In this illustration, a transcription factor (blue) contacts DNA (green) and recruits RNA polymerase (gray) for gene transcription. The start of the gene is shown with a flash of light.
Credit: Eva Nogales, Berkeley Lab
Transcription factors are proteins that control gene expression—the degree to which specific genes are turned “on” or “off”—by binding to nearby DNA. Each transcription factor recognizes and binds to a specific sequence in the DNA alphabet (A, C, G, and T) known as a consensus site.
Although scientists have developed experimental techniques to identify consensus sites, transcription factors often bind to only a fraction of the consensus sites found in the genome. For example, the yeast transcription factor Gcn4 is predicted to bind to the sequence TGACTCA. This sequence occurs at 1,078 sites in the yeast genome, yet Gcn4 binds to less than a third of them.
One potential explanation is that many consensus sites are blocked by nucleosomes—sections of DNA wrapped around proteins. Another possibility is that consensus sites are imperfectly defined, such that only some of the predicted sites are true sites. To investigate this question, the Clark Lab designed a new method to determine preferred binding sites for a DNA-binding protein and applied it to Gcn4.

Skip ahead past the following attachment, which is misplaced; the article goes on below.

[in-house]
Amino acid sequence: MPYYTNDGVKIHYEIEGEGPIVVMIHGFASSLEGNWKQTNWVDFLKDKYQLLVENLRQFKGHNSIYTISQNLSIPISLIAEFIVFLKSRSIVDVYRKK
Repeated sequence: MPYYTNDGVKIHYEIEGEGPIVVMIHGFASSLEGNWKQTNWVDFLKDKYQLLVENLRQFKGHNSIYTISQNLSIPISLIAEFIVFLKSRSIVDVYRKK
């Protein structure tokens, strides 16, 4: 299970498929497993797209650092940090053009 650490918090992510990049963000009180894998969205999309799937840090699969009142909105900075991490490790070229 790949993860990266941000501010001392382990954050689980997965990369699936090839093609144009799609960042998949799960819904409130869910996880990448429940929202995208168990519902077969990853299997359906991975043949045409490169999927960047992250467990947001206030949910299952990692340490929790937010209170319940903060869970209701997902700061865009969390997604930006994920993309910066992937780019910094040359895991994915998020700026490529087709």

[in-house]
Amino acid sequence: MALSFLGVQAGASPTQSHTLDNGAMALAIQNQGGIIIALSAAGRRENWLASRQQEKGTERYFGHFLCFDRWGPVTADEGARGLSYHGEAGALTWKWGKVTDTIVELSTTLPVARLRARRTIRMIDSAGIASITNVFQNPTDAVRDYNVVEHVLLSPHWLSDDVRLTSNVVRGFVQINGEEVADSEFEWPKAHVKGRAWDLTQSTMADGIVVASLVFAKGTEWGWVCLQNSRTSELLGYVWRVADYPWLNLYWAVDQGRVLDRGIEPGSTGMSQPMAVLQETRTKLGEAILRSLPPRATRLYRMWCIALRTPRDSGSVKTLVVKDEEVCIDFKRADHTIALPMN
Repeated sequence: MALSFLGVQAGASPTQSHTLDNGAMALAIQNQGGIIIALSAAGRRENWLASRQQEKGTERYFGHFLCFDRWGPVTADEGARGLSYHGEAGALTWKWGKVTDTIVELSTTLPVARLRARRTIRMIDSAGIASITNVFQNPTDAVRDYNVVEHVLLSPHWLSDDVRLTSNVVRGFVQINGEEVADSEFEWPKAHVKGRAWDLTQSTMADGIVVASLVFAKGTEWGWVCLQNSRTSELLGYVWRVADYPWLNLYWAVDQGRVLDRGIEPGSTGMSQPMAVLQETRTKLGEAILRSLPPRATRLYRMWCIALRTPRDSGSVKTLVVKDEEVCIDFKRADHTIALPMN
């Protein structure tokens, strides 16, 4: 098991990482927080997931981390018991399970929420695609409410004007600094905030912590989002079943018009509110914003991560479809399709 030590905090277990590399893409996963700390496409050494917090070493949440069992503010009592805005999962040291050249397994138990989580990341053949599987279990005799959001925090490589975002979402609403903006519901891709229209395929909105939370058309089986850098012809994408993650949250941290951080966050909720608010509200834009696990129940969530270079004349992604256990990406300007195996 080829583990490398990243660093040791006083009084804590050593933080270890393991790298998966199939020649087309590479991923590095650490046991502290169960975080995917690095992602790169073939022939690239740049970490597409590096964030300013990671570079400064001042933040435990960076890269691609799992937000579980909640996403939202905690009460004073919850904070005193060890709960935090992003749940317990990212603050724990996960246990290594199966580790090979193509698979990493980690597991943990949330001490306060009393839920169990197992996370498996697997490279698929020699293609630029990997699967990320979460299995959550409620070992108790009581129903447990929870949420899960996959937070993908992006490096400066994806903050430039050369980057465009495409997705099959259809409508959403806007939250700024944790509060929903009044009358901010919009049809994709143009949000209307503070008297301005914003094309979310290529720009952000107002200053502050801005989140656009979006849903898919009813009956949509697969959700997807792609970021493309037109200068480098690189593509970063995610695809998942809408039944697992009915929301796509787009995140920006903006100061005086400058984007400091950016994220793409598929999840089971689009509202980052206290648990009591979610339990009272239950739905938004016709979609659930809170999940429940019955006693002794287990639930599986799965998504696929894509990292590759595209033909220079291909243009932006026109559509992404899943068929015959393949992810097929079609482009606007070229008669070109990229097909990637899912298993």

Their analysis confirmed that Gcn4 binds to the predicted TGACTCA sequence. However, they also identified a more precise sequence: RTGACTCAY, in which R represents G or A and Y represents C or T. The RTGACTCAY sequence occurs at only 166 sites in the yeast genome, and Gcn4 binds to all 166, independently of whether they occur in nucleosome regions. To a lesser extent, Gcn4 also binds to other TGACTCA sequence variations, such as RTGACTCAR and YTGACTCAY.
The authors propose that transcription factor binding sites should be defined more precisely to allow greater insight into gene regulation.
Learn more about the Genomics and Basic Mechanisms of Growth and Development Group: https://www.nichd.nih.gov/about/org/dir/affinity-groups/GBMGD